Light-emitting diode

Light-emitting diode

By
From
The Sunday Night Book
Photographer
Patricia Niven

This variant of a whiskey sour almost glows in the dark, perhaps due to the opalescent Pernod and the silky frothed egg white. It will relieve any excesses of dinner and have you jumping around in no time. At any rate, it’s more invigorating than licking an AA battery. A perfect partner to the Squash and truffle brandade.

Ingredients

Quantity Ingredient
1 part rye whiskey or bourbon
1/3 part simple syrup, ideally infused with orange or grapefruit zest
1/3 part lemon juice
dash of pernod – or pastis or ouzo
2 teaspoons egg white
ice cubes
frond fennel or dill

Method

  1. Combine the whiskey, syrup, lemon juice, Pernod and egg white in a shaker, or a jar with a lid and add plenty of ice.
  2. Shake vigorously until well chilled and the egg white is foaming.
  3. Strain into a cocktail glass, ideally a stemmed one, using a mesh strainer or sieve – you may wish to spoon some of the egg-white foam from the shaker onto your drink if too much gets left behind.
  4. Delicately garnish with a frond of fennel or dill – a little bit of green foliage sitting atop the frothy head of this drink is most appealing.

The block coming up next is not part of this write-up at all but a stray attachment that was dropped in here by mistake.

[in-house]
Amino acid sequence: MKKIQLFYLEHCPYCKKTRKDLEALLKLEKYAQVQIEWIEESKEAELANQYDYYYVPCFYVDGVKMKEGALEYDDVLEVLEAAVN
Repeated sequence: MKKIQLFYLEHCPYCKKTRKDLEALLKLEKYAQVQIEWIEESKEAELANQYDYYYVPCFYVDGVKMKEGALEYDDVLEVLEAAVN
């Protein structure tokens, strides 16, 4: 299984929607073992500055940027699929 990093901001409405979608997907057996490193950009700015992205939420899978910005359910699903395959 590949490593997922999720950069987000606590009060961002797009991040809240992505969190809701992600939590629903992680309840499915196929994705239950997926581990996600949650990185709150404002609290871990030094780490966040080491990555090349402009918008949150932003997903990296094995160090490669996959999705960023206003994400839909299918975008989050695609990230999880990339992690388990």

5. Sip and perform a backwards somersault.

Simple syrup

  • As a general rule our syrups are made without any cooking. We find this produces a fresher and more delicate flavour, and provided you have enough time to let the mixture infuse, it’s actually simpler to make.

    Zest your fruit of choice into a bowl. The cocktails here call for orange or grapefruit, but in theory any fruit, herb or edible flower will make a tasty drink.

    Chop and juice the ‘zested’ fruit (if you’re making a herb or flower syrup, you’ll need to use water in place of citrus juice – add enough to cover your ingredients). Add to the bowl, along with enough sugar to give a syrupy consistency, roughly a 1:1 ratio, stirring until the sugar has completely dissolved – this can take a bit of time. If you’ve added too much sugar by accident and your syrup has become stiff, mix in enough water to loosen it up.

    Leave the mixture to infuse in a refrigerator – 24 hours is best.

    Taste it – a syrup should by nature be sweet, as when used in a cocktail it will be combined with citrus juice and alcohol; however, a little lemon juice added at this stage can help to ‘brighten’ the flavour of your chosen ingredients.

    Strain through a sieve and bottle, then store in the refrigerator.
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